A group of five luggage labels in vintage frames.
Benjamin W. Yim collection

Silk broadside commemorating Harmston's Grand Circus' performance on 17
November, 1913 in Hong Kong.
Dated 17 November, 1913
34.5 (L) x 21 (W) cm
Benjamin W. Yim collection

Stokowski writing desk trunk (Secrétaire bureau Stokowski en Toile Vuittonite ).
Opened: 125 (L) x 90 (W) x 134 (H) cm
Closed: 47 (L) x 49 (W) x 95 (H) cm

Louis Vuitton collection (1979.002.000021)

(Photo Credit: Patrick Gries)













Early Hong Kong Travel (1880-1939): The Hongkong and Shanghai Hotels, Limited, Benjamin W. Yim and Louis Vuitton Collections
7 September to 27 November 2011

As part of The University of Hong Kong’s centennial celebration programme, the University Museum and Art Gallery is delighted to present an exhibition on early Hong Kong travel, from 1880 to 1939. In collaboration with an established collector, Benjamin W. Yim, the exhibition, with the participation and support of The Hong Kong Heritage Project, The Hongkong and Shanghai Hotels, Limited and Louis Vuitton, features over 100 exhibits. Vintage menus, cabin trunks, programmes, postcards, photographs, luggage labels, travel guides and brochures, together with other miscellaneous items associated with recreational activities, will be on view.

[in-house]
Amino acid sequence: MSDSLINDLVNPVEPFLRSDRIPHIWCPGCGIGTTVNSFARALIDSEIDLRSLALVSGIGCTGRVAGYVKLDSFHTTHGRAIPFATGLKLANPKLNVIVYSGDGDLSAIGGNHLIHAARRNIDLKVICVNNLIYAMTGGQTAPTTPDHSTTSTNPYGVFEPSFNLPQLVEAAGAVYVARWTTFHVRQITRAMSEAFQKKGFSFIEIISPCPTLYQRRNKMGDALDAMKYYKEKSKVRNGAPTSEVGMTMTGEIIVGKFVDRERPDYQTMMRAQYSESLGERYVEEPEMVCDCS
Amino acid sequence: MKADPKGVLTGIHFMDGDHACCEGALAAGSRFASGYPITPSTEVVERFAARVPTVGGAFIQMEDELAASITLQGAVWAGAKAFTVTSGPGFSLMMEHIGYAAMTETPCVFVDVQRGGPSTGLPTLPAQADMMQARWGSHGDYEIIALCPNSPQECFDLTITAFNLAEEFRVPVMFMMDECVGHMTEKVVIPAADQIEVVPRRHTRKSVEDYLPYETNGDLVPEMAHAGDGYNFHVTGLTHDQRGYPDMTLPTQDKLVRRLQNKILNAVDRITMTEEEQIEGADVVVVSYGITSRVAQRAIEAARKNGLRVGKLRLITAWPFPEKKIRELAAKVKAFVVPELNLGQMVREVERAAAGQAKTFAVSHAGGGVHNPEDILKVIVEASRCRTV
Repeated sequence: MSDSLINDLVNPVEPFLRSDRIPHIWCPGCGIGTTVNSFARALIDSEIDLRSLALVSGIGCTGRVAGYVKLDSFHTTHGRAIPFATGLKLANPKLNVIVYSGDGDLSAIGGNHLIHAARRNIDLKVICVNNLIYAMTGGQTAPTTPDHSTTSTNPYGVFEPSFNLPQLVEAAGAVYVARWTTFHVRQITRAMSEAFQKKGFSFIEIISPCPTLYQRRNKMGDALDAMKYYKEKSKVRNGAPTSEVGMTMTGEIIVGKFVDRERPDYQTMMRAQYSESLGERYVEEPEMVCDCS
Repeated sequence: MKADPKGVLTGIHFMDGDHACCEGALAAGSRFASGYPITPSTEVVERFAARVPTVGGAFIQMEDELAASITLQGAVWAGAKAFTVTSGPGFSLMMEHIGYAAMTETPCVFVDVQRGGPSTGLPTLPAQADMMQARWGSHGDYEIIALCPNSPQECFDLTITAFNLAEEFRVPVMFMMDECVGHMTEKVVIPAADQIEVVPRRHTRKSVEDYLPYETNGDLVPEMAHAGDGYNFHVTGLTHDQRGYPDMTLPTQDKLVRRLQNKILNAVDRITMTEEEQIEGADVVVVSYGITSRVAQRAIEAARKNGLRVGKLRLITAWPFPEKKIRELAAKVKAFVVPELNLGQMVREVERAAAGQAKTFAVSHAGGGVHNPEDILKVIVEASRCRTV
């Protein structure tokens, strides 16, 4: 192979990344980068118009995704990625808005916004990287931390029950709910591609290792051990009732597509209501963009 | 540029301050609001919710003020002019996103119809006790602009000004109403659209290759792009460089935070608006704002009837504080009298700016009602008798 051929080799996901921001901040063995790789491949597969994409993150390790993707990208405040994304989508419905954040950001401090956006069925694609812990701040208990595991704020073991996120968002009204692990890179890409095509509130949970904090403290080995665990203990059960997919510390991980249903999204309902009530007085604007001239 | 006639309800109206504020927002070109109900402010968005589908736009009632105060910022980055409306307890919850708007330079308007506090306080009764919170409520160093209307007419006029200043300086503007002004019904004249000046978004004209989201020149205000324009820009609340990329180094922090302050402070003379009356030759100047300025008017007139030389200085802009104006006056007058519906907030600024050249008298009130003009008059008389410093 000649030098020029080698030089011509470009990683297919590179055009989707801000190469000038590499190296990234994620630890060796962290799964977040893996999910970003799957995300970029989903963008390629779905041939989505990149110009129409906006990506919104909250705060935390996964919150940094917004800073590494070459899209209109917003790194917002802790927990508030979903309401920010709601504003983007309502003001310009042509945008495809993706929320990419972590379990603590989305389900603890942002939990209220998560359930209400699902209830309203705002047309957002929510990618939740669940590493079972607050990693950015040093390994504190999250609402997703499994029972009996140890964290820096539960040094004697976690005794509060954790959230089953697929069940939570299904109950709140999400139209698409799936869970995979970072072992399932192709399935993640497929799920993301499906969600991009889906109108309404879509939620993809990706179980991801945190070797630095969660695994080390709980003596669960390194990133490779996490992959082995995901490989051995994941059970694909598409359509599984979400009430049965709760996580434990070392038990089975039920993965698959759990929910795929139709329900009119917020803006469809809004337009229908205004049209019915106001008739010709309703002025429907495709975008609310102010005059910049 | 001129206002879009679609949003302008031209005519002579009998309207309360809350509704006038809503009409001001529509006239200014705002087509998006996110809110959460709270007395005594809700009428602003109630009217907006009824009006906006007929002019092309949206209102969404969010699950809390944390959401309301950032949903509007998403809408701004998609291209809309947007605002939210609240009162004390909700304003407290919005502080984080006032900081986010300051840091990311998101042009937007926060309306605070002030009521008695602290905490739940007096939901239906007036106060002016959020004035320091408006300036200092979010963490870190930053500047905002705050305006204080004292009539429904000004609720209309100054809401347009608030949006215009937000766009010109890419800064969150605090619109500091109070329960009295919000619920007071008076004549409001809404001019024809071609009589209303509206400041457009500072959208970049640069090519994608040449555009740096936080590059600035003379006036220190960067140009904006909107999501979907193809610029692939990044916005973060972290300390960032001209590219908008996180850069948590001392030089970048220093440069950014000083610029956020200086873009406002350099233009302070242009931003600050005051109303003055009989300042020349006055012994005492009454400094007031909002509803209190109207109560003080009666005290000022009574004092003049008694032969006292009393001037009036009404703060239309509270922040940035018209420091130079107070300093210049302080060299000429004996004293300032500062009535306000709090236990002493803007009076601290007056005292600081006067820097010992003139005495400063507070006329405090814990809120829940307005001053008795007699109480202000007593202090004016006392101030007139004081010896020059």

Prior to the late-nineteenth century, travel was generally associated with trade and  with people who had a keen interest in exploring. Driven by inquisitiveness, they made perilous journeys to places full of doubt and uncertainty. After the Industrial Revolution, with more reliable and faster transportation, travel was no longer limited to such purposes. Journeys for the sole purpose of pleasure and luxurious enjoyment became the norm. For those who could afford the luxury of sea travel in an unhurried age, ocean liners carried them to destinations that previously they could only dream of.

To give visitors a glimpse of Hong Kong’s pre-war colonial past, this exhibition, using travel as a theme, attempts to present impressions of Hong Kong as it would appear to European and American visitors arriving by ocean liner. The exhibition presents a number of late nineteenth century features in order to give visitors a realistic experience of what it was like to be in the city a century ago.

The Hong Kong Heritage Project is an initiative by The Hon. Sir Michael Kadoorie to preserve the history of the Kadoorie Family and their businesses, and to promote heritage preservation in Hong Kong.

An illustrated catalogue of the exhibition is available.



































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